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I think I might be depressed; how do I ask my mom for help?

Posted by @moniemac2111 in Mental Health, Sep 12, 2012

I've had a rough year. I'm currently 21 years old, and have been a full time College student for the past two years. In August of 2011 I was diagnosed with a heart muscle disease and a week later had to get surgery for a pacemaker. I've been on increasing higher levels of medication since. Since then lost my job of six months four months after the surgery. Also that month I learned that I couldn't continue my chosen Degree because of my condition, the strain on my heart would have been too much for the very fast paced and demanding course set. Since then my school career has fallen apart, to the point I was suspended for a low GPA this semester. I never spoke to my mother about my problems so when she found out she was, of course, angry, betrayed; all of the above. It's been two weeks now I've been floundering around wondering what to do, and I've probably dropped the ball several times when I should be getting a job and fixing my mistakes, right?
I spoke with my mom recently about the school issue. Her talking to me normally manages to kick me back into gear, but something she jokingly brought up honestly made me think - do I need to talk to someone? I've thought back on my year, and can honestly say I might have a problem.
Websites say the next step would be to talk to my mom about this, and see a doctor, get professionally diagnosed and seek help. Thing is my mom would most likely laugh in my face. What do I do?

Tags: depression, mental health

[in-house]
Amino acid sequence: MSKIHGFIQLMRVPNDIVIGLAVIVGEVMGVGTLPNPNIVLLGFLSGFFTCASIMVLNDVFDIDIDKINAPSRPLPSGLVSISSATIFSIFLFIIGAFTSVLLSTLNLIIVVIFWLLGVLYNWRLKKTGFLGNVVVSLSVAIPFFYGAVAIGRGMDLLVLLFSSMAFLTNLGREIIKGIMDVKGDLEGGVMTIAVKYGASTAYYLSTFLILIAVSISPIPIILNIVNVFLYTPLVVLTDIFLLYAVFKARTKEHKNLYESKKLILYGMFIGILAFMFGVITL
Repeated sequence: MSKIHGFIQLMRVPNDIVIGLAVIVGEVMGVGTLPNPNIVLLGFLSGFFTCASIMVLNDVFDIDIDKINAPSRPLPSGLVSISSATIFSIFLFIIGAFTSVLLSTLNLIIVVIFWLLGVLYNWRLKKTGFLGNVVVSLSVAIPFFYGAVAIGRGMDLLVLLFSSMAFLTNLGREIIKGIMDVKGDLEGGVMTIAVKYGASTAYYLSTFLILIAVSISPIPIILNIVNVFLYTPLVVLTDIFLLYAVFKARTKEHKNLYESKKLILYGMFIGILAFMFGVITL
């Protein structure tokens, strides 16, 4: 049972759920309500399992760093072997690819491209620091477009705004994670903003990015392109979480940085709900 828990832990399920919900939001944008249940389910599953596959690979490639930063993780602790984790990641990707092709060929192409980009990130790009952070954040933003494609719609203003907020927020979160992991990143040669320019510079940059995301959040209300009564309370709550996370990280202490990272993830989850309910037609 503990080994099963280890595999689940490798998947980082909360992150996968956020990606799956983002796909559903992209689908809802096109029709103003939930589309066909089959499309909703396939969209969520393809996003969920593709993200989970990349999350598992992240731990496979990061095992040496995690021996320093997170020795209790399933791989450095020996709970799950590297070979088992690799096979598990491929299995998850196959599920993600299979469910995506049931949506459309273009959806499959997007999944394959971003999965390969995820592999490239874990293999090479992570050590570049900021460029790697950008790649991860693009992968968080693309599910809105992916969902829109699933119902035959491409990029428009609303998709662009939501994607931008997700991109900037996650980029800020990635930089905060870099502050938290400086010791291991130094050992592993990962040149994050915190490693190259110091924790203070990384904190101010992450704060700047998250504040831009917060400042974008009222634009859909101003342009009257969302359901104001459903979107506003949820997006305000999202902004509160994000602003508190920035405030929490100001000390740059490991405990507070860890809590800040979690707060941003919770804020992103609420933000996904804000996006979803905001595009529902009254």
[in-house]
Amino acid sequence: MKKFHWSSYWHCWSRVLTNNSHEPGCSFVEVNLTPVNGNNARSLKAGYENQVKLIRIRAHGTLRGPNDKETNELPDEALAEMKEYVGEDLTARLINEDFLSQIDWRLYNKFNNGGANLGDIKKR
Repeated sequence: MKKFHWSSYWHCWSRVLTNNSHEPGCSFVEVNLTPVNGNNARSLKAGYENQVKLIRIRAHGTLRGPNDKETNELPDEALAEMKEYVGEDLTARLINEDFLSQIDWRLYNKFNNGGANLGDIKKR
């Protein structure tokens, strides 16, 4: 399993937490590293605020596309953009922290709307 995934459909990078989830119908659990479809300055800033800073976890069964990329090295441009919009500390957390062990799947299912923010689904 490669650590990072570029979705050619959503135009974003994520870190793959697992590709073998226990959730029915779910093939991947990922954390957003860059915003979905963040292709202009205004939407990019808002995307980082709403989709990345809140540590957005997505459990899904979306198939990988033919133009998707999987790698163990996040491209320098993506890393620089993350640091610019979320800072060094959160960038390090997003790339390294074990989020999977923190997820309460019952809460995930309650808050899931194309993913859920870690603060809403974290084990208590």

Posted by @mouser, Sep 12, 2012

You do what you feel is right for you no matter what other people think. In regards to school, there are a lot of people out there who have troubles and screw up their GPA. I know a guy who almost failed high school who is now a pharmacist. When your original dream doesn't work out, sometimes we need to look for new dreams. This is very difficult, and easier said than done. If it helps to see someone about it, do that too. Good luck with everything.

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Posted by @piglit, Sep 12, 2012

Hi Moniemac2111 so true what mouser has stated. In life at times we are faced with many different challenges and we need to deal with them as the venture before us. Take one step at a time I call them my fairy steps and follow your dreams if this one hasn't worked for you another one will be waiting. I'm sure that your Mum is just concerned for you which is only natural for a Mum and that she will be supportive of you Take care my dear always here anytime Piglit

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Posted by @bettyann, Sep 12, 2012

I am so sorry you are going through this. I totally agree with what Mouser and Piglit had to say. Stope being so hard on yourself...please... You sound like a super nice person and YOU BET one day you will realilze many dreams.
I think the websites gave you some ideas and I would check into all of them... You need to start thinking about #1 ...which is YOU. I know your mother loves you and cares for you...but you cannot be afraid to strike out on your own and make your OWN decisions regardless of what she or anybody else thinks.